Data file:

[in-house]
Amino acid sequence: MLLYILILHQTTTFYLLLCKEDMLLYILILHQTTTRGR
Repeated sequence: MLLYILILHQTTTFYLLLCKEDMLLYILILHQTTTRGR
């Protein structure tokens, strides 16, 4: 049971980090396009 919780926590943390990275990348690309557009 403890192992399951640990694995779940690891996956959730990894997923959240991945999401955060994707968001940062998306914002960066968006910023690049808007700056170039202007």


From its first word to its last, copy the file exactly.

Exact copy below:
[in-house]
Amino acid sequence: MLLYILILHQTTTFYLLLCKEDMLLYILILHQTTTRGR
Repeated sequence: MLLYILILHQTTTFYLLLCKEDMLLYILILHQTTTRGR
């Protein structure tokens, strides 16, 4: 049971980090396009 919780926590943390990275990348690309557009 403890192992399951640990694995779940690891996956959730990894997923959240991945999401955060994707968001940062998306914002960066968006910023690049808007700056170039202007």